Hunting is pretty common in Norway. Very few large predators, like wolves and bears, exist in the wilds now, having been almost killed to extinction. As a result, large animals like deer and moose have no natural enemies. One response I often get from hunters is “But there’ll be overpopulation, mass starvation and suffering for the moose if we humans don’t kill a certain percentage of them every year”. How would you deal with that response?
Colleen: Because everything I do is to get into a dialogue with people and not just win an argument – I try always to remember that it’s not about being right, it’s about being effective – I use this to get into a real conversation with the hunter. I might ask, for example: ‘So that’s why you hunt? You hunt because you care about the animals?’ Or, I put it another way: ‘You’re hunting because you are afraid the animal is going to starve so you kill them?’
So, in effect, I ask them directly if that’s why they do it and then I start to dig deeper and ask what it was like when they first started hunting. I find out what they were told and how it felt to them. Because what I am trying to get to is the point that hunters – every hunter in every part of the world – has been desensitized to their compassion for the animals. But because they don’t want to be looked at as someone who’s violent, they couch their killing in compassion.
So I get back to the heart of what I think is the issue: they have become desensitized and they have swallowed the myths their fathers told them about hunting and killing animals. I always try to have a dialogue with them to understand it better, to get to the core of the issue (compassion vs. violence) and then go from there.
4) From Marte:
Dear Colleen. I’ve been a vegetarian for many years and recently became vegan. During my time as veg*, I have to my dismay seemingly never inspired a single person to become veg* themselves, not even to reduce their meat intake. My strategy has been to be a positive role model, invite to dinners and so forth. Everybody loves the food, nobody goes veg*. How can I a) better my strategies to get people to open their eyes to veganism, and b) not be too disappointed if it fails?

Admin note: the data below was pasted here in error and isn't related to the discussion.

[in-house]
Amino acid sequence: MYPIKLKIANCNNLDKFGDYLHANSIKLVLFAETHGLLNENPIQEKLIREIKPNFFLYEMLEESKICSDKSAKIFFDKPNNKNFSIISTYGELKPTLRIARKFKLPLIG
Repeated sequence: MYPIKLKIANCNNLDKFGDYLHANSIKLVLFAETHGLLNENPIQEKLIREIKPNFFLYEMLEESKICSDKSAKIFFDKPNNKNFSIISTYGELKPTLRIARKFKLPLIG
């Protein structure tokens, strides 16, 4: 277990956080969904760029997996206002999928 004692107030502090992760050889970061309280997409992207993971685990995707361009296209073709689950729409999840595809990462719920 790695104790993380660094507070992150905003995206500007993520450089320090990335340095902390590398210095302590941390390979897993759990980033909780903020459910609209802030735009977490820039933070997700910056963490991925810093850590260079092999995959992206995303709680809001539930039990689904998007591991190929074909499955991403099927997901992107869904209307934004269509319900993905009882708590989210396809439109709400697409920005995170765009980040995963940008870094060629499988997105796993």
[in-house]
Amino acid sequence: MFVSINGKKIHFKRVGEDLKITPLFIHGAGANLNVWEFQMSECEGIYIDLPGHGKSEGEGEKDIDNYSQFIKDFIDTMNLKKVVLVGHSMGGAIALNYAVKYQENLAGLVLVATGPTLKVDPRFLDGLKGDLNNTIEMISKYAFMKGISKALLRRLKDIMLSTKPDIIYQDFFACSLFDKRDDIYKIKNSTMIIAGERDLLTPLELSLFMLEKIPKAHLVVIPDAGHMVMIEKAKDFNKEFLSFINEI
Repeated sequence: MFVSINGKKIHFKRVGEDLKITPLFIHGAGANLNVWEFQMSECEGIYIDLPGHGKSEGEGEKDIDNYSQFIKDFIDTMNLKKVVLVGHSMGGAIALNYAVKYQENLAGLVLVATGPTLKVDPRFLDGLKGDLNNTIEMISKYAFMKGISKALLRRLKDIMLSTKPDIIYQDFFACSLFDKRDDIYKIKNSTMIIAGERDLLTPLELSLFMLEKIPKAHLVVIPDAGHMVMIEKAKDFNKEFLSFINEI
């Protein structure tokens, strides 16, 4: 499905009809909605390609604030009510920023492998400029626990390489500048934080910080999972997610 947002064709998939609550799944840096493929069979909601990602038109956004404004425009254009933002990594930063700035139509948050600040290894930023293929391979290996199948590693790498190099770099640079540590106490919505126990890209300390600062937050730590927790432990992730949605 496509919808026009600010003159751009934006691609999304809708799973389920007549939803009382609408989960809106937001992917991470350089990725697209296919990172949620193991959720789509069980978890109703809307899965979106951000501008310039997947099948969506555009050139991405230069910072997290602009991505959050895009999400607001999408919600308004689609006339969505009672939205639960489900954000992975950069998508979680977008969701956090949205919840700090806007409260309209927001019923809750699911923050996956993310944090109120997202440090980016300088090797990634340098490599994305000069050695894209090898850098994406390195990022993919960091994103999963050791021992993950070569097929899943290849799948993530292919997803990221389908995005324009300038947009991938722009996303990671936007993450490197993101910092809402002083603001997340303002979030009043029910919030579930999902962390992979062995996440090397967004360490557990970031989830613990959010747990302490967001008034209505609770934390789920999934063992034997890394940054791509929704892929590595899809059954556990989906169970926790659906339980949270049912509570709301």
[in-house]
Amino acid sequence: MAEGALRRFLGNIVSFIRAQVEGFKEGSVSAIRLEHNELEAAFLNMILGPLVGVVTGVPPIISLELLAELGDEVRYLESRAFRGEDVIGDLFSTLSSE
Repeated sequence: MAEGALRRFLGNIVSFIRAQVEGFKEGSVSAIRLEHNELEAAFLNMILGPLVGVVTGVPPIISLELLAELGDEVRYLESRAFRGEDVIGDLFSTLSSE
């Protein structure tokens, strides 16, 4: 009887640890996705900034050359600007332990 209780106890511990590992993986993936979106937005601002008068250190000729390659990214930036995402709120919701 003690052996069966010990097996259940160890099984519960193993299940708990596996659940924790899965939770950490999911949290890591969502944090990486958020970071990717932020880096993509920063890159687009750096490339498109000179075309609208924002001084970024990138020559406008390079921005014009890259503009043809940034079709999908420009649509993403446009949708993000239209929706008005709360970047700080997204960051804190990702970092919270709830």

Colleen: This goes back to my baseline when I’m advocating: my ‘intention.’ My intention is not to make anyone do anything or change their minds. My intention is to plant seeds. For me, I always try to stay clear about my intention in this work, which is to raise awareness about the suffering of the animals, speak my truth, and be a voice for animals. With that as my intention, I can’t fail, because I set out only to provide the information and to tell my story. Of course, if our intention is to make someone vegan, the possibility for failure is there. And of course disappointment will follow!
So my recommendation is to relax, take a breath, and get clear about both your intention and the realistic possibilities of any encounter. Continue to be a positive role model but switch it in your mind from ‘I’m trying to get people to go vegan’ to ‘I’m just trying to raise awareness about the suffering of animals and to share fabulous vegan food.’ You can’t fail when those are your intentions.
5) From Jonas:
If someone asks you why you don’t consume dairy products, and you must answer in 30 seconds or less, what would you say?
Colleen: I don’t drink milk because it doesn’t make sense to go through an animal to get to the nutrients that the animals get because they eat plants. We need to skip the middle animals. We have no physiological need for any animal’s milk – including our own (beyond adulthood). We don’t drink our own milk into adulthood so why would we drink the milk of another species? Especially as the offspring of that species wouldn’t drink the milk into adulthood – even if they were allowed to!
There was a time when I drank animal’s milk because I believe that there was some ‘retirement spa’ for used-up cows, but then I found out how wrong I was. When I found out that I was contributing to the exploitation and loss of millions of females, I stopped participating in it.
The Norwegian Vegan Society would like to officially thank Colleen for finding time in her very busy schedule to answer these questions.